UN finds torture widespread in Afghanistan
KABUL – Torture and mistreatment of detainees by Afghan security forces is as widespread as ever, according to a UN report released on Monday, despite promises by Afghan President Ashraf Ghani and new laws enacted by the government.
At least 39 percent of the conflict-related detainees interviewed by UN investigators “gave credible and reliable accounts” of being tortured or experiencing other mistreatment at the hands of Afghan police, intelligence, or military personnel while in custody. That compares with 35 percent of interviewees who reported such ill treatment in the last UN report, released in 2015.
In response to allegations in the past, the Afghan government has acknowledged that some problems could be caused by individuals but not as any national policy. “The government of Afghanistan is committed to eliminating torture and ill-treatment,” the government said in a statement.
The UN report comes as senior Afghan officials prepare to appear before the UN Committee Against Torture in Geneva this week to face a review of Afghanistan’s record of implementing anti-torture laws.
The International Criminal Court in The Hague is conducting a separate review of torture in Afghanistan.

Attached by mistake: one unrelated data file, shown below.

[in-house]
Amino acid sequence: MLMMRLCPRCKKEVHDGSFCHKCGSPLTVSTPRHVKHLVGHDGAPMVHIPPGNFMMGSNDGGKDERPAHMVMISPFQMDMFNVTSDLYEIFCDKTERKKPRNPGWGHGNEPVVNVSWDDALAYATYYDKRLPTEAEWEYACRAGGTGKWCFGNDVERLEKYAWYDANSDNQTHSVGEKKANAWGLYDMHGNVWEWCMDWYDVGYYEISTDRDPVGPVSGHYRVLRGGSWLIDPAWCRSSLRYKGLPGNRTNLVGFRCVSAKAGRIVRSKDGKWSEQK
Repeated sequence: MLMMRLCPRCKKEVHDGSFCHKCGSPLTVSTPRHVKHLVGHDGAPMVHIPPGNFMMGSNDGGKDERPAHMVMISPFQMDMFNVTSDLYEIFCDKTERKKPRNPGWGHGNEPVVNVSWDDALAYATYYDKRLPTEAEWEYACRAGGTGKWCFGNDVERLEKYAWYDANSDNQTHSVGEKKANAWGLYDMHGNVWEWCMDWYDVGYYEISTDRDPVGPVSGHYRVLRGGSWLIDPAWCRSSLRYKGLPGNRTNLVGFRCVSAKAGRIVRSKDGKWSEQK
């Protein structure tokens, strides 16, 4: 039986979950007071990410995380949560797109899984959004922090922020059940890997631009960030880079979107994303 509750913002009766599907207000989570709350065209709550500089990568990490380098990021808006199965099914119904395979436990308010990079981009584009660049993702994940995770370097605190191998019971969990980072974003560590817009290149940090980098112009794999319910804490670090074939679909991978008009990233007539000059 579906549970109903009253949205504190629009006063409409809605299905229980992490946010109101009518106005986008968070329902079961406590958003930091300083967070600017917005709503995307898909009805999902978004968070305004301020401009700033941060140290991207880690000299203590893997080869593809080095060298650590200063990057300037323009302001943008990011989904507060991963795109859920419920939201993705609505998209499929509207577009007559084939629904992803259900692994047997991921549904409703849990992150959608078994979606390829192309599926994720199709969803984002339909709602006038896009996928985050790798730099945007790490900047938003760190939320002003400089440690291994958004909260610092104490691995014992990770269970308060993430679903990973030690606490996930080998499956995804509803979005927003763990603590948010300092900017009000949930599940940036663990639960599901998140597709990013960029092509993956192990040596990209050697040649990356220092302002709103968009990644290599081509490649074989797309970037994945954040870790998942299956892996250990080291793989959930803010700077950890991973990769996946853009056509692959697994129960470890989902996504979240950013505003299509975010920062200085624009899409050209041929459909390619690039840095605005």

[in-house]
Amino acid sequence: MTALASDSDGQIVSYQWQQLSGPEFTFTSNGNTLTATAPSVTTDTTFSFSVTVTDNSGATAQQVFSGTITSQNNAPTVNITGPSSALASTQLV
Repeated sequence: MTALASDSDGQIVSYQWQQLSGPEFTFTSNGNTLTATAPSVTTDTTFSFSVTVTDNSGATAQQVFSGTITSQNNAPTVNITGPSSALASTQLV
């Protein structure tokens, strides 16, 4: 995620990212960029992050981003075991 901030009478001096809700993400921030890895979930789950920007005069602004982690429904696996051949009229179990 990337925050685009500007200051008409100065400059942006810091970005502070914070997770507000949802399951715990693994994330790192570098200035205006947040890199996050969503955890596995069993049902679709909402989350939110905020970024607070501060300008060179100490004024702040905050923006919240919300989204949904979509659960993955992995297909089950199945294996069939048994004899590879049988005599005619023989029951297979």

“Notwithstanding the government’s efforts to implement its national plan … the present report documents continued and consistent reports of torture and ill-treatment of conflict-related detainees, mainly during interrogation, and highlights a lack of accountability for such acts,” UN officials concluded.
Over the past two years, investigators interviewed 469 detainees in 62 detention centres across Afghanistan.
The report’s authors noted an alarming 14-percent spike in reports of torture by Afghan National Police, at 45 percent of those interviewed.
More than a quarter of the 77 detainees who reported being tortured by the police were boys under the age of 18, according to the United Nations.
A force known as the Afghan Local Police severely beat almost 60 percent of their detainees, according to the interviews carried out by UN investigators.